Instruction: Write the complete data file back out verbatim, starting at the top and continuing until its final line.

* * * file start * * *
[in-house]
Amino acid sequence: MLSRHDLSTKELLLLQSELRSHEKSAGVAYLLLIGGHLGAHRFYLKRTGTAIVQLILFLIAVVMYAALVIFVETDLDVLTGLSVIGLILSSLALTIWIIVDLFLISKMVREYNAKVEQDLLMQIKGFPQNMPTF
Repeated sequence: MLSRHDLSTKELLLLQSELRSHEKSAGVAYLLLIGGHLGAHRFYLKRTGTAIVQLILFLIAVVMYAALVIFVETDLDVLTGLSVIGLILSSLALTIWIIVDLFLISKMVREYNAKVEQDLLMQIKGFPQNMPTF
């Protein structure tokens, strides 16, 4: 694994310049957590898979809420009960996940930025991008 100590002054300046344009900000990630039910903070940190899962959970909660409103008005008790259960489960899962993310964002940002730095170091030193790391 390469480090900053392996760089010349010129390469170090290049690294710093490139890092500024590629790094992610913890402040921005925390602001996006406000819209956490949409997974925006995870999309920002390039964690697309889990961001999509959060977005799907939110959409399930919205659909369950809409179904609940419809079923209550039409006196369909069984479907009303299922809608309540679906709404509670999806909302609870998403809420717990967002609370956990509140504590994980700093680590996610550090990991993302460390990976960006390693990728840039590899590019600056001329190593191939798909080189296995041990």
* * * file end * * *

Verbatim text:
[in-house]
Amino acid sequence: MLSRHDLSTKELLLLQSELRSHEKSAGVAYLLLIGGHLGAHRFYLKRTGTAIVQLILFLIAVVMYAALVIFVETDLDVLTGLSVIGLILSSLALTIWIIVDLFLISKMVREYNAKVEQDLLMQIKGFPQNMPTF
Repeated sequence: MLSRHDLSTKELLLLQSELRSHEKSAGVAYLLLIGGHLGAHRFYLKRTGTAIVQLILFLIAVVMYAALVIFVETDLDVLTGLSVIGLILSSLALTIWIIVDLFLISKMVREYNAKVEQDLLMQIKGFPQNMPTF
């Protein structure tokens, strides 16, 4: 694994310049957590898979809420009960996940930025991008 100590002054300046344009900000990630039910903070940190899962959970909660409103008005008790259960489960899962993310964002940002730095170091030193790391 390469480090900053392996760089010349010129390469170090290049690294710093490139890092500024590629790094992610913890402040921005925390602001996006406000819209956490949409997974925006995870999309920002390039964690697309889990961001999509959060977005799907939110959409399930919205659909369950809409179904609940419809079923209550039409006196369909069984479907009303299922809608309540679906709404509670999806909302609870998403809420717990967002609370956990509140504590994980700093680590996610550090990991993302460390990976960006390693990728840039590899590019600056001329190593191939798909080189296995041990």